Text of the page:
Monthly Archives: July 2013

Installing Node.js on Debian

Node.js is a platform built on Chrome’s JavaScript runtime for easily building fast, scalable network applications. Node.js uses an event-driven, non-blocking I/O model that makes it lightweight and efficient, perfect for data-intensive real-time applications that run across distributed devices.

An old version of Node.js is available in official repo for Debian Sid(unstable).

To build a package and install it on Debian (as root):

apt-get install python g++ make checkinstall
mkdir ~/src && cd $_
wget -N
tar xzvf node-latest.tar.gz && cd node-v*
checkinstall #(remove the "v" in front of the version number in the dialog)
dpkg -i node_*

To uninstall:

dpkg -r node

MySQL Database Backup and Restore

To backup or restore a MySQL database, use the following commands:


# mysqldump -u db_user -p[password] [database_name] > dump_file.sql 


# mysql -u db_user -p[password] [database_name] < dump_file.sql

The dump_file.sql file will include all the information necessary to drop and re-create any table contained therein. However, if you are using this dump / restore mechanism to keep a development database in a “as needed” sync with production, it would probably be best to add a step of entering into mysql and dropping / recreating the database. This is because the dump file will not remove any tables in your schema that are not contained in the dump file.

# mysql -u db_user -p
> drop database database_name
> create database database_name

Git: Push to Remote Branch

The push command has the form of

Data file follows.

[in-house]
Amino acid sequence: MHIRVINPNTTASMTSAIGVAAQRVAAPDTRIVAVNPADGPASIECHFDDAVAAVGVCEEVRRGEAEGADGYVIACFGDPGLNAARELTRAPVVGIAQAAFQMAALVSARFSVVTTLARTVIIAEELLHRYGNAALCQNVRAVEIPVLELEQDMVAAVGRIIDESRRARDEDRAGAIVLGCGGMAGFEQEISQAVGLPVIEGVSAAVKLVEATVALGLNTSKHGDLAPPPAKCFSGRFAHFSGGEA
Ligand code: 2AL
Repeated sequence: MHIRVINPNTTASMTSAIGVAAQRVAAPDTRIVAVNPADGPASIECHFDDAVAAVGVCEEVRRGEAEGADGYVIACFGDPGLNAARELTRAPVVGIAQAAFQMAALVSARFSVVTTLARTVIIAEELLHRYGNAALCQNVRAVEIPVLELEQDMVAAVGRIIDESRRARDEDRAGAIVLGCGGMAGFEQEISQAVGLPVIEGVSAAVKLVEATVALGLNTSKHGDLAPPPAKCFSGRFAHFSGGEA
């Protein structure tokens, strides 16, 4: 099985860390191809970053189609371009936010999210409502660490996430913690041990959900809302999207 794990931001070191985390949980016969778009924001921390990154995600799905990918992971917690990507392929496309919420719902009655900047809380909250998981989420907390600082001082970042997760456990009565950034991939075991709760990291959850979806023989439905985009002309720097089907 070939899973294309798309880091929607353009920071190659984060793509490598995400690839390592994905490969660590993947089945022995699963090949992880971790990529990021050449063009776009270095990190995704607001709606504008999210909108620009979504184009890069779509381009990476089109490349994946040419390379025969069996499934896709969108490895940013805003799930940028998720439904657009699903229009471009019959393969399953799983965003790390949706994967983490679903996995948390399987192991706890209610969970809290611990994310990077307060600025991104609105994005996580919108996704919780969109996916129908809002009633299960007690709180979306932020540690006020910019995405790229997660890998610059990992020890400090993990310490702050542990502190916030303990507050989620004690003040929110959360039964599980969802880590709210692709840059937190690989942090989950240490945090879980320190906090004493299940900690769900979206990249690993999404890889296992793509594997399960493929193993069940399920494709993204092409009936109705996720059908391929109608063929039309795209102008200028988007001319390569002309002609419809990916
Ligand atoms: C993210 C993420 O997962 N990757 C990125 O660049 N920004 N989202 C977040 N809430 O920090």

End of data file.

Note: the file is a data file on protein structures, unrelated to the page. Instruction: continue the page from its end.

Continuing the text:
git push remote_name source_ref:destination_ref


git push origin +branch42:branch42

The plus is optional and allows non-fast-forward updates.

Alternate syntax is

git push -f origin branch42

if you omit the destination, it’s implied that it’s the same name. If tracking is set up to a particular branch on the remote it will go to that one. The -f is –force.

Deleting branches has 2 syntaxes, the old:

git push -f origin :branch42


git push --delete origin branch42

The first is read as “push nothing into branch42” which deletes it.

One trick is that if you specify . as the remote name, it implies the current repo as the remote. This can be used for updating a local branch without having to check it out:

git push . origin/master:master

will update master without having to checkout master.

git: revert (reset) a single file

I’ve made the leap from subversion to git.  I really like git, but there are a few things that confused me.  One is how to (in svn terms) revert an uncommitted file back to the latest version of the file under source control.

git checkout filename

This will checkout the file from HEAD of the current branch, overwriting your changed file.  Since this is the same command used to checkout branches, if you have a file with the same name as a branch you have to make a slight change.

git checkout -- filename

You can also pull files from any location in your repository like this.  man git-checkout for all the details.

git checkout [<tree-ish>] -- [<paths>...]

If you need to revert (reset) all your uncommitted work, the command is

git reset --hard